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Garbage collection in C

 
 
jacob navia
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      08-16-2003

"Richard Heathfield" <(E-Mail Removed)> wrote in message
news:bhl2mk$1c6$(E-Mail Removed)...
> Jussi Ekholm wrote:
>
> > jacob navia <(E-Mail Removed)> wrote:
> >> There is "magic bullet" of course, I am not trying to sell you
> >> something since my compiler system is free. It is a great tool for PC
> >> applications, where there are no real time and memory constraints.

> >
> > I apologize if this is a stupid question (although, I recall someone
> > saying "there is no stupid questions, only stupid people...), but what
> > is this "magic bullet" you're talking about?

>
> Jacob, I'm sure, meant to write "there is no silver bullet".
>


Exactly. Thanks for the correction

> In "The Mythical Man-Month" by Fred Brooks, there is a chapter entitled "No
> Silver Bullet - Essence and Accident in Software Engineering". The chapter
> is subtitled: "There is no single development, in either technology or
> management technique, which by itself promises even one order-of-magnitude
> improvement within a decade in productivity, in reliability, in
> simplicity".



 
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Mark Gordon
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      08-16-2003
On Sat, 16 Aug 2003 19:39:36 +0200
"jacob navia" <(E-Mail Removed)> wrote:

>
> "Bjorn Reese" <(E-Mail Removed)> wrote in message
> news:(E-Mail Removed)...
> > jacob navia wrote:
> >
> > > #define free GC_free

> > [...]
> > > #define free(a) (a=NULL)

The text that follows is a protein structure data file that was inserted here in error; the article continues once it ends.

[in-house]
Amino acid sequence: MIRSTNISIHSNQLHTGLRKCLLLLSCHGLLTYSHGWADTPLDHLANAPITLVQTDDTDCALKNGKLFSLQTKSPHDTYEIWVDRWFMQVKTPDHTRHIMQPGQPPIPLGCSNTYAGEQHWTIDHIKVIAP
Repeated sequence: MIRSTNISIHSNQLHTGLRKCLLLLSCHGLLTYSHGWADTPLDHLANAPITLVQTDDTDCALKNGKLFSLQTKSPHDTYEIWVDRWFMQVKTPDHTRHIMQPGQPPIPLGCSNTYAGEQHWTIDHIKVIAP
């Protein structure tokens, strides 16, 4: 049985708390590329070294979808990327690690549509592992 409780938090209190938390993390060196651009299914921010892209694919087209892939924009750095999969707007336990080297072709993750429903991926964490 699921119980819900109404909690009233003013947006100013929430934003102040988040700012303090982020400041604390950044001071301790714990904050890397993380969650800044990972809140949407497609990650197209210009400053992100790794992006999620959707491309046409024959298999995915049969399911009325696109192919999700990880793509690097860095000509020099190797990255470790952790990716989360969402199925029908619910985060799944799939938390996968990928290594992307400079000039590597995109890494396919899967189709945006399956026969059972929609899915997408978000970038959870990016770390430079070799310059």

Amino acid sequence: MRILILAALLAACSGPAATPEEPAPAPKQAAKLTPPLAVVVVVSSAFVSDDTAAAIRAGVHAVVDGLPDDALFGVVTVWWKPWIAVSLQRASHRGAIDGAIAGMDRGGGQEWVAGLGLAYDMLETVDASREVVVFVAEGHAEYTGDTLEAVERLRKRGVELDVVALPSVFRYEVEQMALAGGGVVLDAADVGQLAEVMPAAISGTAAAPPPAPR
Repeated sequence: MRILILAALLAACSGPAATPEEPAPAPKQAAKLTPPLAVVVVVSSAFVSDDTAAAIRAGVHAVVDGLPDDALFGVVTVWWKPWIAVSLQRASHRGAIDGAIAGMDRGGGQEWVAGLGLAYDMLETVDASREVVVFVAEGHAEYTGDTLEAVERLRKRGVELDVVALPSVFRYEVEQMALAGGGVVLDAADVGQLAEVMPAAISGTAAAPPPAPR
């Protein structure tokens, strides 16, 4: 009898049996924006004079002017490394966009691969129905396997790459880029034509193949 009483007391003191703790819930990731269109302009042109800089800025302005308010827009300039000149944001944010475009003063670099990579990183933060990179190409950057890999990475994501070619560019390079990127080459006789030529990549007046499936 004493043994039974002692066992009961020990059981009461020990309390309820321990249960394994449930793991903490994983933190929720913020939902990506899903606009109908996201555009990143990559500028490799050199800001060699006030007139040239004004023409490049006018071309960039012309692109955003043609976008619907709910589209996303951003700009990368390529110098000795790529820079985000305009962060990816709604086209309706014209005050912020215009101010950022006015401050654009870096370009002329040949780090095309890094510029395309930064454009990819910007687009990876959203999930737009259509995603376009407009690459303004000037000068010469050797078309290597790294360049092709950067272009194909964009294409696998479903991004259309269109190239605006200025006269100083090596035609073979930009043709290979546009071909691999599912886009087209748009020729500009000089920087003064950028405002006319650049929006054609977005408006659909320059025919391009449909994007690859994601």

> >
> > What about memory allocated by third-party libraries, which was not
> > allocated using GC_malloc() and thus must be freed with free()?

>
> Memory not allocated by the collector will not be touched of course.
> External libraries work without any problems!


The point was that if the external library passes you a pointer that you
are expected to free, then after your redefinition of free the following
code fragment gives a memory leak

{
char *derf;
derf = foo(); /* foo is in library and returns pointer from malloc */
/* do some stuff */
free(derf);
}

I would also point out that if you don't have to free some dynamically
allocated memory but other pieces of dynamically allocated memory do
need freeing you (or at least I) am more likely to make a mistake and
either use the standard free on a pointer that should be left for the GC
or not call it on a pointer to memory provided (though a library) by
malloc.
--
Mark Gordon
 
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jacob navia
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      08-16-2003

"Mark Gordon" <(E-Mail Removed)> wrote in message
news:(E-Mail Removed)...
> The point was that if the external library passes you a pointer that you
> are expected to free, then after your redefinition of free the following
> code fragment gives a memory leak
>
> {
> char *derf;
> derf = foo(); /* foo is in library and returns pointer from malloc */
> /* do some stuff */